MALAGA VERSUS BARCELONA: WHICH IS BETTER FOR TRAVEL?
Spain: so many destinations and so little time. But you’ve finally narrowed it down to your two favorite cities: Barcelona and Malaga. So where should you go? Is Barcelona better than Malaga? Don’t ask me this question: I’m too biased. But I won’t let you down. Today I’m comparing the Barcelona vs Malaga highlights so you can choose which is the right destination for you.
Because no, Barcelona isn’t near Malaga or the Costa del Sol. They are about 10 hours drive apart. Or 1 hour 40 minutes flight. Think it this way: flying from Barcelona to Malaga is just 10 minutes longer than flying to Paris. So don’t plan to go from Barcelona to Malaga for the day. Unless you have at least two full days in each city, your trip will be too rushed. You’ll need to choose to go to either Malaga or Barcelona if your visit to Spain is less than 4 days.
But first, a few things to consider. Malaga is located in the South of Spain, and the weather there is warmer. The center of Malaga is smaller than Barcelona and most sites are located within a short walk from each other. Instead, in Barcelona you are more likely to be using subway or taxis to get to different tourist areas. But it’s easier to get to Barcelona because it features a busy international airport with direct flights to most top airports around the world, and the ride to the city from the airport is a mere half an hour.
Getting to Malaga is likely to require you at least one connecting flight, but once there a Malaga Airport Transfer takes you less than 20 minutes. Finally, the cost of living in Malaga is cheaper than in Barcelona, where prices resemble more those of Paris or London.
Let's compare the Barcelona vs Malaga highlights now:
Beaches: Costa del Sol vs Costa Brava
One of the big reasons to travel to Malaga are its beaches. Malaga is the main city in the Costa del Sol region, and Costa del Sol is one of the most famous beach resorts in Spain. You’ll find there long sandy beaches, mostly in urban settings, popular among Spanish and European inland people… as well as party goers. A typical thing to do there is to grill sardine skewers by the beach. East of Malaga, the Axarquia area offers a huge contrast with rocky cliffs and quiet coves, less than 45 minutes drive from Malaga City.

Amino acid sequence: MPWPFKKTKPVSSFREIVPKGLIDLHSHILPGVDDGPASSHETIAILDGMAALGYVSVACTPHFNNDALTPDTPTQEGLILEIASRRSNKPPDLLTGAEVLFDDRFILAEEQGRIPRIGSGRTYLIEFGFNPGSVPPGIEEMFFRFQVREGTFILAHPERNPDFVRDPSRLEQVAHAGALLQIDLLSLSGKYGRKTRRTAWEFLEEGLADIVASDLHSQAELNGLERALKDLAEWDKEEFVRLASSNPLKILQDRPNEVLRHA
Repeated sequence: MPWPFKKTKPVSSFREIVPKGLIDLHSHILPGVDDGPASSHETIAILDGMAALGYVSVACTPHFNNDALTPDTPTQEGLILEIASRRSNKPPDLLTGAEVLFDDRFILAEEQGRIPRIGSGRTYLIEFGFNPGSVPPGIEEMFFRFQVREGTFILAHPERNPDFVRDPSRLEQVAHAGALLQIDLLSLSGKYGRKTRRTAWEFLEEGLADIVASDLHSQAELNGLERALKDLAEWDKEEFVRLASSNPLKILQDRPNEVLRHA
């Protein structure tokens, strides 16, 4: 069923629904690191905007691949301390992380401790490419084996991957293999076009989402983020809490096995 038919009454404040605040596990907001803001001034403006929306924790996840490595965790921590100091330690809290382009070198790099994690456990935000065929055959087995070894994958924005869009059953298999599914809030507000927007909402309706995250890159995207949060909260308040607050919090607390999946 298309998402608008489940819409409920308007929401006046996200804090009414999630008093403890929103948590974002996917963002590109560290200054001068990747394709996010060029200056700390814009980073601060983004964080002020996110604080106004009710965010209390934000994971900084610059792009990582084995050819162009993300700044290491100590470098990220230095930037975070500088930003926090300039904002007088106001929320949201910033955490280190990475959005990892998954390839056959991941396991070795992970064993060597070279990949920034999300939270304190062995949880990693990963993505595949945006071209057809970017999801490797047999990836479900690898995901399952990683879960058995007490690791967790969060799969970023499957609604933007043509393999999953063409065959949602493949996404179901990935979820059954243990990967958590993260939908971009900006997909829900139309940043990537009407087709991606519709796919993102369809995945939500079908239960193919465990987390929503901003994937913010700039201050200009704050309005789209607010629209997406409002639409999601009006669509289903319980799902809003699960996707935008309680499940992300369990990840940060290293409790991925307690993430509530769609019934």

Instead, Barcelona is not a beach destination despite featuring 3 miles of a decent urban beach. And except for Sitges 30 minutes away, the other seaside towns around Barcelona aren’t specially known for their beaches either. But just over one hour drive North starts Costa Brava, a favorite destination, more secluded than Costa del Sol. Seaside villages that have preserved their authenticity feature rocky beaches and cliffs like those in Axarquia – just further away from the metropolis, and less crowded.
Picasso Museum of Malaga vs Barcelona
Pablo Ruiz Picasso was born in Malaga in 1881, and he arrived to Barcelona at the age of 14 years old. You can visit in Malaga the family manor of the Picasso, or follow the steps of a young Picasso in Barcelona with one of our Picasso Tours. And then, there's the Picasso Museums of each city.
The Barcelona one, created in 1960 thanks to the efforts of Jaume Sabartes, close friend of Picasso, and celebrated by the artist himself, who donated a large number of pieces to it. The Malaga one, opened in 2003 as a humble collection that has grown thanks to the contributions of Picasso’s grandson Bernard.
While the Barcelona Museo Picasso is much larger, the permanent collection includes over 4,000 pieces, versus the just over one hundred of the Museo Picasso in Malaga, they really complement each other well. In Barcelona you get a solid understanding of the origins of Picasso and how his art started. You follow his steps from his art school and bohemian years, through the Blue and Rose periods all the way to the Cubism. And then after a gap of over 2 decades, you see a mature Picasso that challenges masters such as Velazquez with his Meninas series.
The Picasso Museum in Malaga comes to fill up the blanks, to show you the Picasso that looks more like the Picasso you are used to think of, in an intimate and well curated way. And all this, without needed to go to Paris.
Architecture: Alcazaba vs Sagrada Familia